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Still on the ground where Ráma slept
Their faithful watch the Vánars kept.
There Angad stood o'erwhelmed with grief
And many a lord and warrior chief;
And, ranged in densest mass around,
Their tree-armed legions held the ground.
Far ranged each Vánar's eager eye,
Now swept the land, now sought the sky,
All fearing, if a leaf was stirred,
A Rákshas in the sound they heard.
The lord of Lanká in his hall,
Rejoicing at his foeman's fall,
Commanded and the warders came
Who ever watched the Maithil dame.
'Go,' cried the Rákshas king, 'relate
To Janak's child her husband's fate.
Low on the earth her Ráma lies,
And dark in death are Lakshman's eyes.
Bring forth my car and let her ride
To view the chieftains side by side.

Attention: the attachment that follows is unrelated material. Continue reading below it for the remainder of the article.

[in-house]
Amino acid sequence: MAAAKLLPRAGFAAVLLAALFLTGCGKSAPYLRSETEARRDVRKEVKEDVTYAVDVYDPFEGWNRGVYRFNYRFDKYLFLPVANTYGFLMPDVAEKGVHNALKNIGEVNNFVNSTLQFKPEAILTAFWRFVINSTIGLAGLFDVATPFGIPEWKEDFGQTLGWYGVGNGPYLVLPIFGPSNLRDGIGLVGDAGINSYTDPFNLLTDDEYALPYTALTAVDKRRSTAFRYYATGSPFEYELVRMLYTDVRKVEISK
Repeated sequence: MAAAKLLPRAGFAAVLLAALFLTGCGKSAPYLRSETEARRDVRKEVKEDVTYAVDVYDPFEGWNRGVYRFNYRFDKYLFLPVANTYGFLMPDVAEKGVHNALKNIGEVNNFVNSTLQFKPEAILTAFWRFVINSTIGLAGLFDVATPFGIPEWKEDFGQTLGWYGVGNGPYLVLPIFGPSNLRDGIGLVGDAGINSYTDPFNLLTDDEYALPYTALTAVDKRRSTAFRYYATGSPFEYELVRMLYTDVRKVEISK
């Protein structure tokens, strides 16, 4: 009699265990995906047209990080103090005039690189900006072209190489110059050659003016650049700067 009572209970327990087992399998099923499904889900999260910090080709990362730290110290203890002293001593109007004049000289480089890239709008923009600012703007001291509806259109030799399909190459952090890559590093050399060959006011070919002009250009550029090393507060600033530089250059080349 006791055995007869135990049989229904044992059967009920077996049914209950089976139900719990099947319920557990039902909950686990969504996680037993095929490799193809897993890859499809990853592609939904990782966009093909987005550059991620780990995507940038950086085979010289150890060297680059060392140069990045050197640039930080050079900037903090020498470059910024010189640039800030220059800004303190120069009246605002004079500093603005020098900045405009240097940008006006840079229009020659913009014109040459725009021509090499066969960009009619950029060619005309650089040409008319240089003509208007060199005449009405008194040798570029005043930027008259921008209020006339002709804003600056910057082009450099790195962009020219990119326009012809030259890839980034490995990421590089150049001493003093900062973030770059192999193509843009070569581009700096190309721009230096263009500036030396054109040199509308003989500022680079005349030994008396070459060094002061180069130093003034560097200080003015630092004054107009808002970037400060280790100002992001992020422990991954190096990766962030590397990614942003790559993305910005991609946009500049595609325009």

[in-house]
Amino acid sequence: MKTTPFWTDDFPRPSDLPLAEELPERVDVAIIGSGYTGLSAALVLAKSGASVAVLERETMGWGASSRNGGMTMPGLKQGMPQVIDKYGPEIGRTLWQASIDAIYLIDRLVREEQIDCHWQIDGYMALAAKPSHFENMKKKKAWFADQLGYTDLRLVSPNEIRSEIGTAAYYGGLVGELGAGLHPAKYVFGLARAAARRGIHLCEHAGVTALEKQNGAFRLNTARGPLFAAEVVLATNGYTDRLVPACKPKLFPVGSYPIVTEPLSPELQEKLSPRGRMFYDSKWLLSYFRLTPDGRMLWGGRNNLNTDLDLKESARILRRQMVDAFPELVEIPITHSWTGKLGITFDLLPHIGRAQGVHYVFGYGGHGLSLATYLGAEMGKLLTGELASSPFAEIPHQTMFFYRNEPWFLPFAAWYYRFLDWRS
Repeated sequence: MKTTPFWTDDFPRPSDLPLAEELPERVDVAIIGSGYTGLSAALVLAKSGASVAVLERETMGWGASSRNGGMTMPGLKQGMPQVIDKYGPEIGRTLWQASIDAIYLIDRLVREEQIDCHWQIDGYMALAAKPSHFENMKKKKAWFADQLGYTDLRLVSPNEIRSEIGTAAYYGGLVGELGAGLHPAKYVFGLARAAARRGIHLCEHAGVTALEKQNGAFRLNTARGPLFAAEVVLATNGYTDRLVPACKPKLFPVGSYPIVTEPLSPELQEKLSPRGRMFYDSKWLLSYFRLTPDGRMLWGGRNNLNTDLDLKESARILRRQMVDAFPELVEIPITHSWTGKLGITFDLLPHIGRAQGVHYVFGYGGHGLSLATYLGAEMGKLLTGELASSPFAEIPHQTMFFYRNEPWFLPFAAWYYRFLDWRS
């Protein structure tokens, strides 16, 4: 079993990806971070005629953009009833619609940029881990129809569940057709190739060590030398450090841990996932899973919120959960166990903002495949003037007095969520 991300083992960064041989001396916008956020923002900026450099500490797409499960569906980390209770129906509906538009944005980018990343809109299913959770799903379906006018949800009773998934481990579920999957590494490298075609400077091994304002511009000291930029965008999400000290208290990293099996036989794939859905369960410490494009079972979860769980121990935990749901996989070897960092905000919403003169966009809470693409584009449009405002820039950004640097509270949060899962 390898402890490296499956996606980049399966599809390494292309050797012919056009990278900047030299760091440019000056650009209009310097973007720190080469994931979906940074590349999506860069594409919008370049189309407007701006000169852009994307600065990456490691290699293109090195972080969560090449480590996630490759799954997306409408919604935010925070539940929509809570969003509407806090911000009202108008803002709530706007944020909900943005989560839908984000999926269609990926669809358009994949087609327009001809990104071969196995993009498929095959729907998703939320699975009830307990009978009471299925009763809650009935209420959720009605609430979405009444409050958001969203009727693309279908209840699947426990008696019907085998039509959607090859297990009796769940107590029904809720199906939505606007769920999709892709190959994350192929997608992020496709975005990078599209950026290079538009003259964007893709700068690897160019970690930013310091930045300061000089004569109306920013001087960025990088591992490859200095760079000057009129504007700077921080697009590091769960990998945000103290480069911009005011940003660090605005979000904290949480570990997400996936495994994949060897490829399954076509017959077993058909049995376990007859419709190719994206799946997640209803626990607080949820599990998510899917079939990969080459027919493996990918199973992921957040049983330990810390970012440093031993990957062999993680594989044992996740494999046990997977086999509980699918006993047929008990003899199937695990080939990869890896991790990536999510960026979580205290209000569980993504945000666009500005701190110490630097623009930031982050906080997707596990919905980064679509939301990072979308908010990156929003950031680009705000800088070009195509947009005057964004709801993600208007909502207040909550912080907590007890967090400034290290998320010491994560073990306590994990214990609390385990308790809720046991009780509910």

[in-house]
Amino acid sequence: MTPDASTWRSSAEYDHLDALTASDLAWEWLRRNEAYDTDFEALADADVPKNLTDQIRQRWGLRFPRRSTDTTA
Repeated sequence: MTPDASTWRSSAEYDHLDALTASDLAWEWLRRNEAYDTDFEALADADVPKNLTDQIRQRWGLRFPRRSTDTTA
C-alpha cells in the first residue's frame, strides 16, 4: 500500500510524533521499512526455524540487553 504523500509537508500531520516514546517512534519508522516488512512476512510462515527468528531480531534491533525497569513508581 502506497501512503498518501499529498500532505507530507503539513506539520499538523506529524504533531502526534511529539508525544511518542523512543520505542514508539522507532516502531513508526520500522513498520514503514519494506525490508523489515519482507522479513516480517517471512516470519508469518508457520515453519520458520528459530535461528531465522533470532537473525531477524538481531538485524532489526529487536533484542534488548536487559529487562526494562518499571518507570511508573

The lord to whom her fancy turned
For whose dear sake my love she spurned,
Lies smitten, as he fiercely led
The battle, with his brother dead.
Lead forth the royal lady: go
Her husband's lifeless body show.
Then from all doubt and terror free
Her softening heart will turn to me.'
They heard his speech: the car was brought;

That shady grove the warders sought
Where, mourning Ráma night and day,
The melancholy lady lay.
They placed her in the car and through
The yielding air they swiftly flew.
The lady looked upon the plain,
Looked on the heaps of Vánar slain,
Saw where, triumphant in the fight,
Thronged the fierce rovers of the night,
And Vánar chieftains, mournful-eyed,
Watched by the fallen brothers' side.
There stretched upon his gory bed
Each brother lay as lie the dead,
With shattered mail and splintered bow
Pierced by the arrows of the foe.
When on the pair her eyes she bent,
Burst from her lips a wild lament
Her eyes o'erflowed, she groaned and sighed
And thus in trembling accents cried:

Next: Canto XLVIII.: Sitá's Lament.